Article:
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The Black Angel By HENRI COULETTE

October 21, 1990

Where are the people as beautiful as poems,

As calm as mirrors,

With their oceanic longings--

The idler whom reflection loved,

The woman with the iridescent brow?

For I would bring them flowers.

I think of that friend too much moved by music

Who turned to games

And made a game of boredom,

Of that one too much moved by faces

Who turned his face to the wall, and of that marvelous liar

Who turned at last to truth.

They are the past of what was always future.

They speak in tongues,

Silently, about nothing.

They are like old streetcars buried at sea,

In the wrong element, with no place to go . . .

I will not meet her eye,

Although I shall, but here's a butterfly,

And a white flower,

And the moon rising on my nail.

This is the presence of things present,

Where flying woefully is like closing sweetly,

And there is nothing else.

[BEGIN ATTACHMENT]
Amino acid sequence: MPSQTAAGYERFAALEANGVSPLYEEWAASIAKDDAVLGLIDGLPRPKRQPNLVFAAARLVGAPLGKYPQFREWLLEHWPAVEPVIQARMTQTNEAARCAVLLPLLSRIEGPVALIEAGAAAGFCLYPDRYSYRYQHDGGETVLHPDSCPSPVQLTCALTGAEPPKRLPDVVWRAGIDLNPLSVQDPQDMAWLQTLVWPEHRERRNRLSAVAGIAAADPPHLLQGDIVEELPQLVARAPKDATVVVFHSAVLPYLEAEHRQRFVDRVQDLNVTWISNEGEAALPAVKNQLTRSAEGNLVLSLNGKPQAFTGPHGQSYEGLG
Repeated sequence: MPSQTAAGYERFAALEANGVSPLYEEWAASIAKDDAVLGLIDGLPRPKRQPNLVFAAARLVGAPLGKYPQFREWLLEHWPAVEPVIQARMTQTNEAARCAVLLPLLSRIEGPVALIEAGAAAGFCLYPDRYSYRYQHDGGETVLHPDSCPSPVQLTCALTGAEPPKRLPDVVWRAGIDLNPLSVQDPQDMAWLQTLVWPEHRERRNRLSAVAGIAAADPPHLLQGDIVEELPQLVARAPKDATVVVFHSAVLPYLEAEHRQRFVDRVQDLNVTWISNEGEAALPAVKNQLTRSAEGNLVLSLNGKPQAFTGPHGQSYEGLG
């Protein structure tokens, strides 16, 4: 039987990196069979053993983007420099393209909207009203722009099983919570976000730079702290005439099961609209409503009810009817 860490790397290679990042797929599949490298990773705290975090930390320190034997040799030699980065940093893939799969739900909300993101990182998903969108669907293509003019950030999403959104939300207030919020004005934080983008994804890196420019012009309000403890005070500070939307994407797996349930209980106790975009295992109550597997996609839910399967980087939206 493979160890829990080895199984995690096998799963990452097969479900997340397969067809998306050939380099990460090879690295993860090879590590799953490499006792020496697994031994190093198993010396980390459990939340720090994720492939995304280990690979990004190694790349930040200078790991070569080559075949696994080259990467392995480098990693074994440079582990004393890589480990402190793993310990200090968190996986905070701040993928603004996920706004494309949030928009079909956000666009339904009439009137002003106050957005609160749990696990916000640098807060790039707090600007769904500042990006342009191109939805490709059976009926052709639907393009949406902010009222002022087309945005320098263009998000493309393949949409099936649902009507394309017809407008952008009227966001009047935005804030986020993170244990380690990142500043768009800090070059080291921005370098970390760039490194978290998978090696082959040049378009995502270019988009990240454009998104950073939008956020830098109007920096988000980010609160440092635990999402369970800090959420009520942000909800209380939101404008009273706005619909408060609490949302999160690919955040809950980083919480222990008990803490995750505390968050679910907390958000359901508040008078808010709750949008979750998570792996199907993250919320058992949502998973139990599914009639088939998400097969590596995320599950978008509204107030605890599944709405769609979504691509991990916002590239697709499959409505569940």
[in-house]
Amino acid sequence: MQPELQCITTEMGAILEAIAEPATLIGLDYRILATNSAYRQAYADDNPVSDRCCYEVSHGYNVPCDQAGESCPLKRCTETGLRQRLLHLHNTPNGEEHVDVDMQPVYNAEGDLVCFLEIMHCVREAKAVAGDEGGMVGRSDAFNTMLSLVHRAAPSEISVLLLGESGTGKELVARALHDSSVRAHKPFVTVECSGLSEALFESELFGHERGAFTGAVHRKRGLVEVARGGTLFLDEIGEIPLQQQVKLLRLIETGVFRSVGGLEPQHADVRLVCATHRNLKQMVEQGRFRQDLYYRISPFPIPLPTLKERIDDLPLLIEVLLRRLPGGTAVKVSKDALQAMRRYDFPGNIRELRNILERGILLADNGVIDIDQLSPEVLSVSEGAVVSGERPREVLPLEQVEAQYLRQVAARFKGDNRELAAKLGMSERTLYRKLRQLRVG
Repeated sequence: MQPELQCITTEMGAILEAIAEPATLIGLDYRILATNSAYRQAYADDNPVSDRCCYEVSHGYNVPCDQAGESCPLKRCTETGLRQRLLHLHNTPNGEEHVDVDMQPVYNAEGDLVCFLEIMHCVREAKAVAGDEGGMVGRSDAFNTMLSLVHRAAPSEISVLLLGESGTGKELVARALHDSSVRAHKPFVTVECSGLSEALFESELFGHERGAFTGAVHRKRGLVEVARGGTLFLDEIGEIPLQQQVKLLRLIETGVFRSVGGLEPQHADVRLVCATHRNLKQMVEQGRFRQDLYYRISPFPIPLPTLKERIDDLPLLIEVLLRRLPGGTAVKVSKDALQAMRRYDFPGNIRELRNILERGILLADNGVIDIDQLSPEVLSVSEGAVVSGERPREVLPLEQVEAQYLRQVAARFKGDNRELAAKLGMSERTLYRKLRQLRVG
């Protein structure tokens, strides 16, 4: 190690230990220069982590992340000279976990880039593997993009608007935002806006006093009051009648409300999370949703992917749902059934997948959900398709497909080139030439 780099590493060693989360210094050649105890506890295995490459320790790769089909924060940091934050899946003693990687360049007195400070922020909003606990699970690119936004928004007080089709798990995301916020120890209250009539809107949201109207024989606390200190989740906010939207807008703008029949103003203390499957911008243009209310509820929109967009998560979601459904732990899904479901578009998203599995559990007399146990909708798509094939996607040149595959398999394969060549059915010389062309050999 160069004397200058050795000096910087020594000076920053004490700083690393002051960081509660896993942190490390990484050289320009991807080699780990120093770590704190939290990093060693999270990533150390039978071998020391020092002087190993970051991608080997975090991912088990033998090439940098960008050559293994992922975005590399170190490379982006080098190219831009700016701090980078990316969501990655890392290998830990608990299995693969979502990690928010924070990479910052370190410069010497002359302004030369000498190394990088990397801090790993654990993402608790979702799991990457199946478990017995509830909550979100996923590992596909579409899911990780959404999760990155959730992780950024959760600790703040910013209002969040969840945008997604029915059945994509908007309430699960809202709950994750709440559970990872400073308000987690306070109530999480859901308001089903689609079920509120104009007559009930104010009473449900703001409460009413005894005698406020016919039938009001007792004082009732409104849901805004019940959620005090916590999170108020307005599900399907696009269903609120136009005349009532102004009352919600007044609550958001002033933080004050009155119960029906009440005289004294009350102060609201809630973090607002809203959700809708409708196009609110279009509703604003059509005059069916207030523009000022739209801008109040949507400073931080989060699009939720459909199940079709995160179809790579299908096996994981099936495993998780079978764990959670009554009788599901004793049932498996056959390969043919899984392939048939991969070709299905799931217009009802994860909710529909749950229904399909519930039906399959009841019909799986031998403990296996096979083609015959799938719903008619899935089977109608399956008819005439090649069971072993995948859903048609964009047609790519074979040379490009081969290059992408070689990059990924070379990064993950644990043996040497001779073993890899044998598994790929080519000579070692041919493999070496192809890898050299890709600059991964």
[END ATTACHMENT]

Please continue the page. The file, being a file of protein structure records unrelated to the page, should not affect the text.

From "The Collected Poems of Henri Coulette" (University of Arkansas Press: $24.95, cloth; $14.95, paper; 252 pp.) In the spring of 1988, aged 60, Coulette died in South Pasadena, a few miles from where he had been born. "In preparing this introduction," editors Donald Justice and Robert Mezey write, "we have been struck once more by how splendid a writer our friend was and how badly neglected . . . the time is now at hand for Coulette's work to be recognized for what it seems to us very plainly to be: a series of 'made' poems of rare clarity and beauty and, at the same time, an extraordinarily sensitive and honest record of his time and place." copyright 1990 by Patrick O'Reilly. Reprinted by permission of the publisher.

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